Non-bird biodiversity: Aldabra has the world’s largest population of the giant tortoise Dipsochelys dussumieri, estimated to number c.100,000 individuals in 1997. It is also of global importance for the sea-turtle Chelonia mydas (EN), which comes ashore to nest throughout the year; surveys between 1981–1985 indicated 10,000–18,000 nesting emergences annually; smaller numbers of Eretmochelys imbricata (CR) also breed. There are four species of lizard, including one endemic race Phelsuma abbotti abbotti. There are also four species of bat, including one endemic race of fruit bat, Pteropus seychellensis aldabrensis. A healthy population of the coconut crab Birgus latro (DD) exists throughout the atoll.



Pressure/threats to key biodiversity
In 1965 the atoll was threatened when the British government created British Indian Ocean Territory, comprising Aldabra, Desroches, the Farquhar atoll and the Chagos archipelago, with a view to establishing military facilities. Aldabra was the initial focus of these plans, but they were abandoned in 1967 and the lease for the atoll eventually passed to the Royal Society of UK. The Royal Society completed the construction of a research station in 1971. The lease of the atoll and its research facilities passed, in turn, to the Seychelles Islands Foundation, which was established by Presidential Decree on 2 February 1979. Aldabra was declared a World Heritage Site in 1982 and is now staffed by a warden and, usually, a scientific officer, together with about 10 support staff. The research station was rebuilt in 1995–1996, and includes an accommodation block for up to 12 visitors which, when not required for visiting scientific groups, is available to tourists. Visitor access is restricted to Picard, Polymnie and Camp Frégate (Malabar). Rats, cats and goats have been introduced in the past and pose a serious threat to both habitats and wildlife. Control programmes have been implemented, including the eradication of goats from all islands except Grande Terre. Cats have been eliminated from Picard and Dryolimnas cuvieri has been reintroduced to the island. Eradication of cats (now restricted to Grand Terre) from the entire atoll would be beneficial. Some poaching and illegal fishing, difficult to control due to the size of the atoll, may take place, but the remote location of Aldabra has meant that the effects of poaching in the past have been limited. Factors including the low cost of satellite navigation equipment may alter this in the future. There is a possibility of exotic bird species, including Pycnonotus jocosus and Foudia madagascariensis, reaching Aldabra from the island of Assumption, c.30 km south of Aldabra. A management plan has been prepared.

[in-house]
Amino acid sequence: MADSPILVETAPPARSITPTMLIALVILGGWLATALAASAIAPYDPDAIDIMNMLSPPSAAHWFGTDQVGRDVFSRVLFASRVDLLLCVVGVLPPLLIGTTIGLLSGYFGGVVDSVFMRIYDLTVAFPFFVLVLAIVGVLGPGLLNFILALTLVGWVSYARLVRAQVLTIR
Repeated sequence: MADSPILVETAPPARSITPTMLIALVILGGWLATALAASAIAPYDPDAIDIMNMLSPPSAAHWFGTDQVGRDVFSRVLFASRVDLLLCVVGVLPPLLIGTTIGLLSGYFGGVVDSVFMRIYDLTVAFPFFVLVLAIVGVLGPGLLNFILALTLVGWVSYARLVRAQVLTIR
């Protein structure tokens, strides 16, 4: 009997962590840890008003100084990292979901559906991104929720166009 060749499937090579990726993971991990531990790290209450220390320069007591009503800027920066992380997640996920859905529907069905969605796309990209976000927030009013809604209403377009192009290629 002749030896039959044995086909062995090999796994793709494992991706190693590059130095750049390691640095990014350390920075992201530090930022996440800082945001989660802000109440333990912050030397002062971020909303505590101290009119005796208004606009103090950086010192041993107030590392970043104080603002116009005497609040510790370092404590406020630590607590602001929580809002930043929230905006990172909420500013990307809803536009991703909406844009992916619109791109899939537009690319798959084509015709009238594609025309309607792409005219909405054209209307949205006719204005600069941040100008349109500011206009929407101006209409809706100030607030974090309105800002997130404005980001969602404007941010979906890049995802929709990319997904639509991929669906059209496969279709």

Recommended citation
BirdLife International (2019) Important Bird Areas factsheet: Aldabra Special Reserve. Downloaded from http://www.birdlife.org on 12/11/2019.